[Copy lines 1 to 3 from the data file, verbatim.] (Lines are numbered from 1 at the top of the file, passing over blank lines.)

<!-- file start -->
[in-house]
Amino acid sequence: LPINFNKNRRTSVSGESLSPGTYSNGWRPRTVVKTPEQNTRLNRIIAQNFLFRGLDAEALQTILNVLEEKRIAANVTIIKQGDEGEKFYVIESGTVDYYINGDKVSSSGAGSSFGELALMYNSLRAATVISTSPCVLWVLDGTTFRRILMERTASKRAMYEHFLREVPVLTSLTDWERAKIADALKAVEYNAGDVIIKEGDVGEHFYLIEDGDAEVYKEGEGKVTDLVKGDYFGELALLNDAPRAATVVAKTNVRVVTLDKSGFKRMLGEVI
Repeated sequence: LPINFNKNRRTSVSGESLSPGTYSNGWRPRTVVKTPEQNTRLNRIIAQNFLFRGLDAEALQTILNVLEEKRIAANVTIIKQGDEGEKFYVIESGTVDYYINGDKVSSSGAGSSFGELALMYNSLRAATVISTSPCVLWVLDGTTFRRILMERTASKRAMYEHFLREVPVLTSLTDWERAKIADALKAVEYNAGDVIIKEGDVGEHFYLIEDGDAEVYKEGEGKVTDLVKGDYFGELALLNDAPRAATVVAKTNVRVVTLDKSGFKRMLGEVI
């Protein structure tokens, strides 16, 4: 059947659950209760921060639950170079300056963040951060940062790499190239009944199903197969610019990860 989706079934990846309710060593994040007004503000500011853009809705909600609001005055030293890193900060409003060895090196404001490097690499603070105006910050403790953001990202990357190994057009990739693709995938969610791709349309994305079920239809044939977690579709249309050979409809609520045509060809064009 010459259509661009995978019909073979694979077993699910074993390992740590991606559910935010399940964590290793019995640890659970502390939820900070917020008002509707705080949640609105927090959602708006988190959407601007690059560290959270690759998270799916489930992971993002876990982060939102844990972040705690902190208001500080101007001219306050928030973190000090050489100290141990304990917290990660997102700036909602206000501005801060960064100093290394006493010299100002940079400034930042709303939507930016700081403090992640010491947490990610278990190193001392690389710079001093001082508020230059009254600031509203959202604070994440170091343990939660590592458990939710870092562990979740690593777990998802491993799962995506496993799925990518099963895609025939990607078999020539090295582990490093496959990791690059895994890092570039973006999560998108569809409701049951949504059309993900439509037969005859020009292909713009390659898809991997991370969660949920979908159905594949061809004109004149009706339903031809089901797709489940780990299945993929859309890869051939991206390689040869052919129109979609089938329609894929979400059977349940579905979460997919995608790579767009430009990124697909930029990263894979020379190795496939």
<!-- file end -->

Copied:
[in-house]
Amino acid sequence: LPINFNKNRRTSVSGESLSPGTYSNGWRPRTVVKTPEQNTRLNRIIAQNFLFRGLDAEALQTILNVLEEKRIAANVTIIKQGDEGEKFYVIESGTVDYYINGDKVSSSGAGSSFGELALMYNSLRAATVISTSPCVLWVLDGTTFRRILMERTASKRAMYEHFLREVPVLTSLTDWERAKIADALKAVEYNAGDVIIKEGDVGEHFYLIEDGDAEVYKEGEGKVTDLVKGDYFGELALLNDAPRAATVVAKTNVRVVTLDKSGFKRMLGEVI
Repeated sequence: LPINFNKNRRTSVSGESLSPGTYSNGWRPRTVVKTPEQNTRLNRIIAQNFLFRGLDAEALQTILNVLEEKRIAANVTIIKQGDEGEKFYVIESGTVDYYINGDKVSSSGAGSSFGELALMYNSLRAATVISTSPCVLWVLDGTTFRRILMERTASKRAMYEHFLREVPVLTSLTDWERAKIADALKAVEYNAGDVIIKEGDVGEHFYLIEDGDAEVYKEGEGKVTDLVKGDYFGELALLNDAPRAATVVAKTNVRVVTLDKSGFKRMLGEVI